The International Cesarean Awareness Network has conducted a survey of hospitals across the U.S., in which they asked labor and delivery nurses at each facility whether a VBAC (vaginal birth after cesarean) could be had and whether there were any doctors at each who supported VBACs. Respondents were also asked how far an individual might have to travel to find a hospital that does offer VBACs, whether they knew the name of a doctor who does VBACs, and what would happen if a person showed up at that hospital and refused a c-section.
This information has been used to create a VBAC Policy Database, which can be searched by VBAC policy, or browsed by state. Each hospital surveyed has been categorized as allowing, banning, or having a de facto ban on VBACs (according to ICAN, a “de facto” ban means that surveyors were unable to identify any doctors practicing at the hospital who would provide VBAC support). For each facility, clicking on the name will lead to a hospital-specific page with additional details, such as the date they were surveyed and their actual answers to the survey questions.
One limitation of the data is in which L&D nurses were allowed to answer the questions authoritatively – callers asked to speak to the charge nurse, but if unavailable callers might have spoken to another nurse who may have had limited knowledge of hospital policies. However, the database seems like an excellent starting point for women, families and advocates concerned about this issue. ICAN also frames the database as a starting point, explaining:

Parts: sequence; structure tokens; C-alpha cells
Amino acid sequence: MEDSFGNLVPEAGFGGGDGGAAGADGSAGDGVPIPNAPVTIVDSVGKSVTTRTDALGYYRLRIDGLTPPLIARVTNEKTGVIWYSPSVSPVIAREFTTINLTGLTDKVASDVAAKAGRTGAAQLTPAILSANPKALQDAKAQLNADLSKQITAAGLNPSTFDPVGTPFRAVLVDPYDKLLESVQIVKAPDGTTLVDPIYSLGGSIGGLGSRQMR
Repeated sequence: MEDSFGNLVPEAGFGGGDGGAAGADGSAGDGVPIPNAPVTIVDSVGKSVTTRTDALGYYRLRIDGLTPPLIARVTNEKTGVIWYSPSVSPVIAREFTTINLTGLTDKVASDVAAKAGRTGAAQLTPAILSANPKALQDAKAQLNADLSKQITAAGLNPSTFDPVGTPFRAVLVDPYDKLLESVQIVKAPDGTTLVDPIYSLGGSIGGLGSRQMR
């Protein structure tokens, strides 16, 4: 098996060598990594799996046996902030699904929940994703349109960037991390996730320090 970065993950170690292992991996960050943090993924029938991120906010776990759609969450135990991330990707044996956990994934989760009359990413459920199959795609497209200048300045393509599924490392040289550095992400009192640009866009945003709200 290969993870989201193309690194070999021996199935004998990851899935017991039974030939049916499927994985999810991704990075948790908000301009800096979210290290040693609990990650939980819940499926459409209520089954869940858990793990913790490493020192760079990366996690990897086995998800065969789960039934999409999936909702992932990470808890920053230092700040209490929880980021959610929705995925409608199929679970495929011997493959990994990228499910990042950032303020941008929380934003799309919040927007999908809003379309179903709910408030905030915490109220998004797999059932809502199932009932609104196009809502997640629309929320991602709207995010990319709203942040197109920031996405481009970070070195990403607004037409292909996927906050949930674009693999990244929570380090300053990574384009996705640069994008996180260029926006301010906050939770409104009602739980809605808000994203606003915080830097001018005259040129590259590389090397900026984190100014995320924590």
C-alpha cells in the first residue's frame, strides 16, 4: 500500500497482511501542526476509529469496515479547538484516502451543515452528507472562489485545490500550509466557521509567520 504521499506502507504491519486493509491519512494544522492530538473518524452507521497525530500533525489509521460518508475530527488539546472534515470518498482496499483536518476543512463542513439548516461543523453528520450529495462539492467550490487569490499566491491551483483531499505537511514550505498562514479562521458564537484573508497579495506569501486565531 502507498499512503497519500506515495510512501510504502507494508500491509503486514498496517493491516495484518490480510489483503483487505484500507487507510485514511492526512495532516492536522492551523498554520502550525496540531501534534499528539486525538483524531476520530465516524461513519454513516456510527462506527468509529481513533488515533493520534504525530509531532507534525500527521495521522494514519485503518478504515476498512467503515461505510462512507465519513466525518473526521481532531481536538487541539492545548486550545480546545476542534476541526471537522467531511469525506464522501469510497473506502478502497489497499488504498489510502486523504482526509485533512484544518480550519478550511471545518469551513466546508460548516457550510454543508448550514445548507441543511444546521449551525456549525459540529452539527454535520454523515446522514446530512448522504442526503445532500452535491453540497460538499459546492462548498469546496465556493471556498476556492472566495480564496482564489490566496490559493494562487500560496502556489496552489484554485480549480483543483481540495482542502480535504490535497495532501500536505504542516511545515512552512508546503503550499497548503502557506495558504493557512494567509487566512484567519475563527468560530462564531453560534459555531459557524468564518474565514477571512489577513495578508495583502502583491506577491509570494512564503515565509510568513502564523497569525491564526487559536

“As always, you need to call any hospital you are considering and ask the hard questions yourself. Policies change, people who answer the phone can be uninformed and we don’t guarantee any of the information collected here. We are a community of women seeking out the most informed birth choices possible. We welcome your contributions to this pool of information.”
In order to allow those contributions to the information, the database has a very cool feature – for each hospital, comments can be left just like on blogs – so if you have a different experience than what the VBAC Ban Database would suggest, or have other personal comments on a facility, you can add a comment to the page for that hospital.
Finally, ICAN suggests that there has been an increase in VBAC bans since they last conducted a similar survey:
“The survey shows a near triple increase (174%) from November 2004, when ICAN conducted the first count of hospitals forbidding women from having a VBAC. In 2004, banning hospitals numbered 300. The latest survey, conducted in January 2009, counted 821 hospitals formally banning VBAC and 612 with ‘de facto’ ban.”
For additional discussion of this topic, see our excerpt from Our Bodies, Ourselves: Pregnancy and Birth, Vaginal Birth After Cesarean (VBAC) or Repeat Cesarean Section?